Probably it is the homosexuality that inspired his libertarianism. Certainly it is one of the dominant themes in this book. His one theory on the subject, repeated again and again, is that there is no such thing as a homosexual, the word is an adjective not a noun, there are only homosexual acts. Once this must have been a radical posture with its accompanying assertions, later apparently endorsed by Kinsey, that the acts were natural and commonplace. Now, of course, it would enrage Gay Libbers with their insistence on a distinct homosexual identity. The old libertarian has been outmanoeuvred by history and finds himself transformed into a conservative. ‘Gay’, he muses sniffily, is ‘a ridiculous word’ to describe Frederick the Great. In the later essays this reluctant transformation happens again and again as he sees the fruits of radicalism rotting into political correctness. But still he clings to the old dandy liberalism.

This, however, is unfairly to ignore Vidal the writer. These essays are never less than smoothly readable and, at their best, as when he writes of H L Mencken, they are rounded, relaxed and satisfying. When he is really at home with a subject his unintellectual manner becomes a virtue since he is not hampered by considerations of exact truth. ‘I am generalising hugely’, he writes at one point, ‘but life is short’ and, he might have added, what really counts is the performance, the tightrope act of style.

The values his words embody most convincingly are not political or social, they are literary. His literary essays are full of intense, close reading and sane judgements. He knows the best, whether it is Nabokov, Updike or James, and, perhaps more interestingly, he knows when the good has been overlooked – Frederic Prokosch or Paul Bowles. Before Tennessee Williams he is simply lost in admiration. As criticism this may lack direction in that he can seldom express the foundations of his sense of the good, but as eulogy – or, indeed, diatribe – it is fine, solid and convincing.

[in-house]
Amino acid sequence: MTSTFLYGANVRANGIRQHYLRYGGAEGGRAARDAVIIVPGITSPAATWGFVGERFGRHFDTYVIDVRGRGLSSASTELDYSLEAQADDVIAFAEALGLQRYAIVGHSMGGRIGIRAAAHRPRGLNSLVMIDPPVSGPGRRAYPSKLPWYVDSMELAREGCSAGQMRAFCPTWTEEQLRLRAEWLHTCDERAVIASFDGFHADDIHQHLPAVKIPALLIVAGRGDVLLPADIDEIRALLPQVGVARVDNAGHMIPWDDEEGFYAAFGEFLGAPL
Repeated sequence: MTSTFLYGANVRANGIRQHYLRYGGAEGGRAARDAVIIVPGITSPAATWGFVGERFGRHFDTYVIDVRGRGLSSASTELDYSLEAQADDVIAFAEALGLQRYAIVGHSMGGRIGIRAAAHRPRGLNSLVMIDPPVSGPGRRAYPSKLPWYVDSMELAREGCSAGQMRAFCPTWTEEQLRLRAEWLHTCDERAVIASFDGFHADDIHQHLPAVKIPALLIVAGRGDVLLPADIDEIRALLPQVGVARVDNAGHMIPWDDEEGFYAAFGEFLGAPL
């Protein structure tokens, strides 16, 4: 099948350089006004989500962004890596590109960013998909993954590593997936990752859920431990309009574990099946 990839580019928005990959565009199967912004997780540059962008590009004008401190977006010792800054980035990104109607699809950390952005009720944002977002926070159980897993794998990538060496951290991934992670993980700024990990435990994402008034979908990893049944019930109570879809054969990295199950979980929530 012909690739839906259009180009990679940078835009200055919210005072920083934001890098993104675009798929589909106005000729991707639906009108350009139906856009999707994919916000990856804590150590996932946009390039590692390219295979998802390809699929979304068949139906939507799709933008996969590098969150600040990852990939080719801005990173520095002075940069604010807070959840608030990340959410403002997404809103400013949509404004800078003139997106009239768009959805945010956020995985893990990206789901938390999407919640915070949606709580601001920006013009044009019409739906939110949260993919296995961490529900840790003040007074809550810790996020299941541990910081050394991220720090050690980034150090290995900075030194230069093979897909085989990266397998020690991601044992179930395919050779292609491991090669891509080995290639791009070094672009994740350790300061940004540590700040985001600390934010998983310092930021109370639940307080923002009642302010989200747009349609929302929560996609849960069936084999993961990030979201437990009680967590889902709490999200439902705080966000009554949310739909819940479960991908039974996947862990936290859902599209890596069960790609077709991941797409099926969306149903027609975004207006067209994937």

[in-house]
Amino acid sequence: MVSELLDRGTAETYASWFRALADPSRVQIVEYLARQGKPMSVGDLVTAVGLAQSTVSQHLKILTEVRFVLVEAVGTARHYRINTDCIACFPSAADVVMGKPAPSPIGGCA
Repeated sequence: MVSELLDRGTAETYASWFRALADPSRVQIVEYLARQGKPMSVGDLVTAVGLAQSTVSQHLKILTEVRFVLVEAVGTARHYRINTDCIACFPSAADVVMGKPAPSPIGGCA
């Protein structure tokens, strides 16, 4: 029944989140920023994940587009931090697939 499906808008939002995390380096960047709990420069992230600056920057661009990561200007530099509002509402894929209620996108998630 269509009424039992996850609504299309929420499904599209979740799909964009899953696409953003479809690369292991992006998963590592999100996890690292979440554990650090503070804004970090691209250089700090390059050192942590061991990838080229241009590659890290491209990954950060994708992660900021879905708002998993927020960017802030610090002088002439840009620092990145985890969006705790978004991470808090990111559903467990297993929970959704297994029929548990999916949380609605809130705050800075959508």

The political essays are less consistent and too often clotted with names and anecdotes whose precise significance is not clear. He is good on the .strange, scarcely human types so regularly produced by the American system – ‘Of all my literary inventions, Richard Nixon is the most nearly autonomous’ – but less good at making any kind of sense of the spectacle. Perhaps it is wrong to expect such a thing. Kennedy he initially got badly wrong and he adds a small disclaimer to an embarrassing eulogy from the Sunday Telegraph in 1961 – ‘Secretly’, he admits later, ‘I think he thought war was fun.’

The personal material is patchy with its long stories of Vidals and Gores. In truth, I pity any contemporary American writer trying this stuff since Updike and Nabokov have ·both written such exquisite fragments of autobiography that the form feels almost terminated. Vidal is okay but overshadowed. And, overall, we need more jokes, for he executes and picks them well. There is the dumb starlet who, confronted with matzoh balls, asks what they do with the rest of the matzoh, and there are a handful of others; 1295 pages, however, need many more.

Yet this is a likeable, workable book. It is replete with anecdotes and period detail from the two centuries of the Republic; as a record of literary feuds, enthusiasms and follies, it is excellent, though fans of Fitzgerald and Hemingway will nor think so. It lacks thought, but what it is really about is Vidal’s compulsion to spin out his prose as if for ever – he probably has, he boasts, the ‘largest oeuvre of any contemporary American writer’. He hides in these mountains of words, seeking revenge and consolation, flaying the Republic for all he is worth, which is, on balance, a good deal more than most.